The ability to understand health care from a multidisciplinary viewpoint and recognize a patient’s individual needs are skills essential to becoming an excellent health care provider. The best way to learn these skills is to work interprofessionally with a variety of practitioners in a real-world setting.
That’s the idea behind PRNU 121: Gerontology for Health Sciences, offered for fall 2018 to students majoring in Nursing, Exercise Science, Communication Sciences and Disorders and Health Sciences.
The course focuses on the societal implications of aging and provides a foundation for the care of older adults. Students examine the nature of aging and explore factors that affect an older adult’s ability to maintain independence, including physiological, cognitive, emotional, social and spiritual challenges.
Students interact with a volunteer older adult resident in a community assisted living facility. Guided iterative modules promote ongoing conversations between the student and that older adult. Each module includes focused discussion topics, individual and group reflections and debriefing exercises. Examples of topics include: The Aging Experience, Perspectives of the Healthcare System, The Role of Health Care Providers, Maintaining Good Health, and Future Goals and Aspirations. The experience give students direct insight into the experience of elders and provides an opportunity to practice communication skills, creativity, and understanding of the many diverse needs of this population.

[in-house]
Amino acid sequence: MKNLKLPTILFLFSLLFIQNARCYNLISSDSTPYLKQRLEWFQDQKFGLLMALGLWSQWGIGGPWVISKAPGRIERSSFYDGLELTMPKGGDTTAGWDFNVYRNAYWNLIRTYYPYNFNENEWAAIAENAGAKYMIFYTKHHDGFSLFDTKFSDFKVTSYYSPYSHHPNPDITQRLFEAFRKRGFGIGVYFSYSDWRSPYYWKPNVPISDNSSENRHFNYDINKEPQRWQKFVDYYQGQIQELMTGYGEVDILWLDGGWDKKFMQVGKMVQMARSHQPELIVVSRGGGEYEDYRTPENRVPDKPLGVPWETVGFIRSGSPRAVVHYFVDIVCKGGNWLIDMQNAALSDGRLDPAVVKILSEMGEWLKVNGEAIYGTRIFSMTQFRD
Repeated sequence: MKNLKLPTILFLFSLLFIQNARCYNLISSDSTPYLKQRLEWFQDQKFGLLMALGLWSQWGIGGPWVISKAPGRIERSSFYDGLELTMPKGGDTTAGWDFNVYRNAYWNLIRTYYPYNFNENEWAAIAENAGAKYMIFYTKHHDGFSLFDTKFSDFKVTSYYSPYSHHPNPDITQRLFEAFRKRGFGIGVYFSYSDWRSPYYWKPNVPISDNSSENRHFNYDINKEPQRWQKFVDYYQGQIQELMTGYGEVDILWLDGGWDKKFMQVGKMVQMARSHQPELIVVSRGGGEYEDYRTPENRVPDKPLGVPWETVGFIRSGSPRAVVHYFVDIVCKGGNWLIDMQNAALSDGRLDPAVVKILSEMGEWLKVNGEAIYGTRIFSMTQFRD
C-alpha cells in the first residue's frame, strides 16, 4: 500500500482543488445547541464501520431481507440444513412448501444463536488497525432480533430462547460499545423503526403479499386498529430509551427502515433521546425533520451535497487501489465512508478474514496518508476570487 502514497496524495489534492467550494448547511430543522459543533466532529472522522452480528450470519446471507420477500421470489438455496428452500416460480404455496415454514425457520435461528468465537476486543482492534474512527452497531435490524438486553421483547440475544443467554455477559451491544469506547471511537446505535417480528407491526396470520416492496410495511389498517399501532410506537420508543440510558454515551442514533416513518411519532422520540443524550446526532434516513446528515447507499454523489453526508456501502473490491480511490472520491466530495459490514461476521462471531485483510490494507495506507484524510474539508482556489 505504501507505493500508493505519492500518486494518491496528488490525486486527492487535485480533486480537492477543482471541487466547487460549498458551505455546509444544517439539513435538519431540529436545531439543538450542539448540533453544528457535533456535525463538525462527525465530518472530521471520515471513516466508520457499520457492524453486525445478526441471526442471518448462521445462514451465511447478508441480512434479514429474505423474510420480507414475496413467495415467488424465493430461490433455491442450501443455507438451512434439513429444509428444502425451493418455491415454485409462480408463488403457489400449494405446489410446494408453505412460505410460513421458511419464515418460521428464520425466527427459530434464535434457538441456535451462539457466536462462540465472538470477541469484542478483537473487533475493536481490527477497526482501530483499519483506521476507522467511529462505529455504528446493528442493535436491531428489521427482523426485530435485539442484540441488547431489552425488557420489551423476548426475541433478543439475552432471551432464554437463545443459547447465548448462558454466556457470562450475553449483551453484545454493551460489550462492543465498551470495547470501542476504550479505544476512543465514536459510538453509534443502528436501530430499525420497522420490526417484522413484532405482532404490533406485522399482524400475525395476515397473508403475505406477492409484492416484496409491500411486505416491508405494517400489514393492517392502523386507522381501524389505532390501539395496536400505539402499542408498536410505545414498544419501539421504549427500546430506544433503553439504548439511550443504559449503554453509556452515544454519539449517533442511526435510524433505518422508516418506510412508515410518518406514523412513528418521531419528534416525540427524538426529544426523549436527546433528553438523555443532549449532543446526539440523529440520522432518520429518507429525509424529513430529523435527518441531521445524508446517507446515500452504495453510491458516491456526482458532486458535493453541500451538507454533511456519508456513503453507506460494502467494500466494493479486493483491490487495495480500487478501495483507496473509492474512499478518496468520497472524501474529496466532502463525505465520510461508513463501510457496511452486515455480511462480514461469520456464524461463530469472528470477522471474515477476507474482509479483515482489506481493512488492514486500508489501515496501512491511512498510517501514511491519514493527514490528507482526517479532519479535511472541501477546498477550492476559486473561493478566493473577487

“I learned that each of us has a unique story to tell and that our life choices become more important as we age. Choices we make when we are 20 can affect our health in our 80s; and now I know to take the time to listen and learn my patients’ stories and help them cope with their choices, or improve their choices,” said Charlene Mitchell, Nursing '19, who took PRNU 121 last fall.
The course is multidisciplinary and interprofessional. In the classroom, students majoring in Nursing, Exercise Science, Communication Sciences and Disorders and Health Sciences work together to explore issues impacting older adults and hear from leading experts within the field of aging. They will apply this knowledge as they work with older adults.
“Students will work with community senior volunteers in interprofessional teams,” said Nursing Professor Jason Garbarino, who teaches the course. “Students identify and lead activities which integrate and positively impact our local older adult community.”
Those who have taken Gerontology for Health Sciences say it changed their views about working with older adults and helped them become better health practitioners.
"Working with elders in our community really opened my eyes. I was able to form a relationship with each person and gain wisdom on life from the older population,” said Shannon Lyons, Nursing '19, who took the course last fall. “It gave me an open mind going into nursing on how to connect with the elderly and not be ageist in my care.”